It would raise the debt ceiling by $900 billion over the next few months, then by another $1.5 trillion early next year.
But key differences will make it hard for all Republicans to accept. For example, it does not require passage of a balanced-budget amendment to the Constitution.
Many Democrats are also unhappy with the deal, and House Minority Leader Nancy Pelosi (D-Calif.) in particular has withheld her judgment.
But the deal has three things going for it. First, no one likes it, which is usually a key to success in Washington (when people say "nobody likes this bill," it's usually to cover themselves ona bill that many are about to vote for). Secondly, the top Democrat (Obama) and Republican (BoehnerJohn BoehnerLobbyists bounce back under Trump Business groups silent on Trump's Ex-Im nominee Chaffetz won't run for reelection MORE) are for it.
And third, it's the only real option left to raise the debt ceiling by Tuesday, so a funny mix of Republicans and Democrats in both chambers can be expected to support it.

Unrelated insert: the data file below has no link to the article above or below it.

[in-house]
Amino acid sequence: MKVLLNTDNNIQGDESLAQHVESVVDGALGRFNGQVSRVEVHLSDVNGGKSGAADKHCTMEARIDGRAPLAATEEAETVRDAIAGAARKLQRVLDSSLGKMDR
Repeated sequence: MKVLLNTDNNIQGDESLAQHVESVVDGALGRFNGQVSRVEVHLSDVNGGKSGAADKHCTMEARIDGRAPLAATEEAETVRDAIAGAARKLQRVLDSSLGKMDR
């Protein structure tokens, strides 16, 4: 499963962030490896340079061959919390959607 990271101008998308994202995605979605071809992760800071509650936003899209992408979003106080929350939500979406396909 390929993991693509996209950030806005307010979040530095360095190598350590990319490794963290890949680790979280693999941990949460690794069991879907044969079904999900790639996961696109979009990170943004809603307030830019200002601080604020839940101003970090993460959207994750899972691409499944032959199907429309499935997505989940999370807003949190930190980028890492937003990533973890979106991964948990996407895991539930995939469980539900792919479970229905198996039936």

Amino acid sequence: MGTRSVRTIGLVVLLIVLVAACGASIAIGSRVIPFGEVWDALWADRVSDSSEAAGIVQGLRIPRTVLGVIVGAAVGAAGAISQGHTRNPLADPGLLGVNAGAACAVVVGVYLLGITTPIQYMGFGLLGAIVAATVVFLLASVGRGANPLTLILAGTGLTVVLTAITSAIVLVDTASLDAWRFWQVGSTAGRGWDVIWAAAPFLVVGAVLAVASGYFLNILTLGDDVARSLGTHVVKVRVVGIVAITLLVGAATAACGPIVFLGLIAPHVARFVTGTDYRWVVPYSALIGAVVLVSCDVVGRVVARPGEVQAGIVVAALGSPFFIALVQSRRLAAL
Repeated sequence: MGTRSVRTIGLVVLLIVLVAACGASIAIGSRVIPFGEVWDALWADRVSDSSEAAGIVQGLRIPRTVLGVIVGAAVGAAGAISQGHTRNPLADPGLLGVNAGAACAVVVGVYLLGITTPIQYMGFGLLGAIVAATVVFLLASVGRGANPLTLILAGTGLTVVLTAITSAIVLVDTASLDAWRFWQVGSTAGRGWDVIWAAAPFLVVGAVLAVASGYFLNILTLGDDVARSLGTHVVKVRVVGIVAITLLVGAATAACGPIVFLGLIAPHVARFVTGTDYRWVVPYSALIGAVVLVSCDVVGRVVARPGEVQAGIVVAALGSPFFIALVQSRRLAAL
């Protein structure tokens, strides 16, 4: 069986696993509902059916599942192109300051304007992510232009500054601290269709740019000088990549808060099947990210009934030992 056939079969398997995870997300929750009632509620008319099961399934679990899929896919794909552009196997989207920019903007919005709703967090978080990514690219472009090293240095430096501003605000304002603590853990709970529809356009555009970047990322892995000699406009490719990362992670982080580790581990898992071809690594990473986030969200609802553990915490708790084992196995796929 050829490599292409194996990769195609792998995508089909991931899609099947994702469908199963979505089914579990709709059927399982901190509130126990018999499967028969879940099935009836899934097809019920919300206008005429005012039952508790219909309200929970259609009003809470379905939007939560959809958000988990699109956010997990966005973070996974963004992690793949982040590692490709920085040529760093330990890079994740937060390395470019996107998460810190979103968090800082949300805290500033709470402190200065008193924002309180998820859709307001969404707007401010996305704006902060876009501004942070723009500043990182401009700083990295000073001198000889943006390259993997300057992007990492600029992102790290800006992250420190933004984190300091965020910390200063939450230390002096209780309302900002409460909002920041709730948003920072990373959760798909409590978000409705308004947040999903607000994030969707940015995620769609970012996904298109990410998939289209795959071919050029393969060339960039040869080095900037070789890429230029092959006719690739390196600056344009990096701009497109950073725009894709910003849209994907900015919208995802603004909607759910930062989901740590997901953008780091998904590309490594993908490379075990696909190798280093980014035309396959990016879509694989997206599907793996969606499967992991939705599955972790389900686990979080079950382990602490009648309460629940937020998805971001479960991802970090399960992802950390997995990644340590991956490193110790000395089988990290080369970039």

In the meantime, some light work is scheduled in the House as members prepare to bring the deal to the floor. The House meets at 10 a.m. for speeches and noon for legislative work, which consists of four suspension bills. They are:
H.R. 398, to amend the Immigration and Nationality Act to make it easier for people serving in the Armed Forces to apply for permanent-resident status.
H.R. 1933, to extend the entry of non-resident nurses when there is a health professional shortage.
H.R. 2480, to reauthorize the Administrative Conference of the United States (ACUS) through 2014. ACUS is an independent agency "dedicated to improving the administrative process through consensus-driven applied research, providing nonpartisan expert advice and recommendations for improvement of federal agency procedures."
And an unnumbered bill aimed at giving the Consumer Product Safety Commission more authority and discretion to enforce product safety laws.
The Senate meets at 10:30 a.m.